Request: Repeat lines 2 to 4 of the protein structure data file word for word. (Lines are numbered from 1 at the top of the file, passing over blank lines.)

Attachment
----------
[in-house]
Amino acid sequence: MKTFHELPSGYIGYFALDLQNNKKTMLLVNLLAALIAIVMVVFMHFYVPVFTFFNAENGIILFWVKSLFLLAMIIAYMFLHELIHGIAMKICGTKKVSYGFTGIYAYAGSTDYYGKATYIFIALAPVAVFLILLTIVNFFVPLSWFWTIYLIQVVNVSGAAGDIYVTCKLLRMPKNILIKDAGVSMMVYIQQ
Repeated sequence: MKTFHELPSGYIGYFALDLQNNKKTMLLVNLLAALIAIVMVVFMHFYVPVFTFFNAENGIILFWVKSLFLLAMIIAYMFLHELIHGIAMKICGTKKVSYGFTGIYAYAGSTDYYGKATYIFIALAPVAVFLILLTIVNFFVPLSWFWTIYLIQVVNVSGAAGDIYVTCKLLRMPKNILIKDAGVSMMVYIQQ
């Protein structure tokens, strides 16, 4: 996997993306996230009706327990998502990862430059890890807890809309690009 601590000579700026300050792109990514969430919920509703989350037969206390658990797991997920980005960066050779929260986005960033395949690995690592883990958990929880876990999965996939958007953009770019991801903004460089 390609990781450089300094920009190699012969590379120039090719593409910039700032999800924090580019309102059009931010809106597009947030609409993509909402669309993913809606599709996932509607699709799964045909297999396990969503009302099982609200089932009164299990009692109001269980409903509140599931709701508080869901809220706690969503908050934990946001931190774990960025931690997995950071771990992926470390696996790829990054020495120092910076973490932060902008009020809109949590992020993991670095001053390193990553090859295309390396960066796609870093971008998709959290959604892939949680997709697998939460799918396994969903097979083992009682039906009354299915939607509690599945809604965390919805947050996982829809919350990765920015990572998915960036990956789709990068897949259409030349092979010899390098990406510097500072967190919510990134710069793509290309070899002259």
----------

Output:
Amino acid sequence: MKTFHELPSGYIGYFALDLQNNKKTMLLVNLLAALIAIVMVVFMHFYVPVFTFFNAENGIILFWVKSLFLLAMIIAYMFLHELIHGIAMKICGTKKVSYGFTGIYAYAGSTDYYGKATYIFIALAPVAVFLILLTIVNFFVPLSWFWTIYLIQVVNVSGAAGDIYVTCKLLRMPKNILIKDAGVSMMVYIQQ
Repeated sequence: MKTFHELPSGYIGYFALDLQNNKKTMLLVNLLAALIAIVMVVFMHFYVPVFTFFNAENGIILFWVKSLFLLAMIIAYMFLHELIHGIAMKICGTKKVSYGFTGIYAYAGSTDYYGKATYIFIALAPVAVFLILLTIVNFFVPLSWFWTIYLIQVVNVSGAAGDIYVTCKLLRMPKNILIKDAGVSMMVYIQQ
């Protein structure tokens, strides 16, 4: 996997993306996230009706327990998502990862430059890890807890809309690009 601590000579700026300050792109990514969430919920509703989350037969206390658990797991997920980005960066050779929260986005960033395949690995690592883990958990929880876990999965996939958007953009770019991801903004460089 390609990781450089300094920009190699012969590379120039090719593409910039700032999800924090580019309102059009931010809106597009947030609409993509909402669309993913809606599709996932509607699709799964045909297999396990969503009302099982609200089932009164299990009692109001269980409903509140599931709701508080869901809220706690969503908050934990946001931190774990960025931690997995950071771990992926470390696996790829990054020495120092910076973490932060902008009020809109949590992020993991670095001053390193990553090859295309390396960066796609870093971008998709959290959604892939949680997709697998939460799918396994969903097979083992009682039906009354299915939607509690599945809604965390919805947050996982829809919350990765920015990572998915960036990956789709990068897949259409030349092979010899390098990406510097500072967190919510990134710069793509290309070899002259």